A Pennsylvania Court found a settlement existed once policy limits were tendered to a plaintiff.
In Wise v. Hyundai Motor Company, plaintiffs’ daughter died in an automobile accident. Plaintiffs sued Hyudai Motors (and others). USAA insured the defendants. After commencing the lawsuit in 2010, plaintiffs sent a letter to defense counsel demanding full insurance policy limits. In response to this demand, in 2012, defense counsel responded with a letter “offering” the policy limits. After the offer letter was issued, defense counsel was only minimally involved in the litigation, since the products liability action against the car manufacturer had taken precedence. Four years later, once the plaintiffs and the manufacturer settled, plaintiffs informed defendants they would be now be asserting a bad faith claim against their insurer, USAA, for failing to properly defend defendants in the action.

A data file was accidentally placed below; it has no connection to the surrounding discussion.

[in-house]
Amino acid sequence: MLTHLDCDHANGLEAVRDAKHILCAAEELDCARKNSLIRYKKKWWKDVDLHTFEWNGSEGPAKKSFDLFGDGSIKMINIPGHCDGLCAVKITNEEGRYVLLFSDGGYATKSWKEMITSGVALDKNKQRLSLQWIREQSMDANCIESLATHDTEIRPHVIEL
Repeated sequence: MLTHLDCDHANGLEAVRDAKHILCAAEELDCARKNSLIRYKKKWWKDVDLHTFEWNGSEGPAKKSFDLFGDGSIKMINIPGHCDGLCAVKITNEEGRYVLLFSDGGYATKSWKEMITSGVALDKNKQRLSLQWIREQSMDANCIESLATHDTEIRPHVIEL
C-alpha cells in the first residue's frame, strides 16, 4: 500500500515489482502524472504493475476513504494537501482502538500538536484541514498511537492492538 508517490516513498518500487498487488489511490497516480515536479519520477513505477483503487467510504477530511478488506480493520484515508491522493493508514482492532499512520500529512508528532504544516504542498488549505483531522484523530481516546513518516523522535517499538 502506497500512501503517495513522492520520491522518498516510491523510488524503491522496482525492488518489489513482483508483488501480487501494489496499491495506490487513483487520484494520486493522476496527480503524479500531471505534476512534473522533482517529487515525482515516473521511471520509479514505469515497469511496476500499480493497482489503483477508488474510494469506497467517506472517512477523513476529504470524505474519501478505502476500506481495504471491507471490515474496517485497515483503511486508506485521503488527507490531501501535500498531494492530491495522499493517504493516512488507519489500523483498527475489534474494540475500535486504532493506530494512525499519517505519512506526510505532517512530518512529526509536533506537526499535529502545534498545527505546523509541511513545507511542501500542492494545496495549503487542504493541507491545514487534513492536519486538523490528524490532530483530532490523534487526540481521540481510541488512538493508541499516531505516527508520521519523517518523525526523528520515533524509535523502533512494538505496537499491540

Defendants countered that plaintiffs’ new claim must fail since the parties entered into a settlement back in 2012, when defendants tendered the policy limits to plaintiffs.
In determining whether plaintiffs and defendants agreed to settle the claim in 2012, the court first looked to the plaintiffs’ 2010 letter. The court noted that although the letter did not use the word “settlement,” the letter was clearly intended to act as a settlement offer, because plaintiffs had demanded policy limits from defendants. The court then looked to defendants’ 2012 letter, which, it determined, clearly tendered the policy limits to plaintiffs, despite using the phrase “offering.” Thus, the court reasoned there had been a meeting of minds, and a settlement had been reached based on the two letters.
Thus, this case illustrates the importance of making sure any offer or demand to opposing counsel expressly states what is being demanded, offered or accepted, to avoid unnecessary motion practice to clarify whether the parties actually intended to settle a matter.
Thanks to Colleen Hayes for her contribution to this post.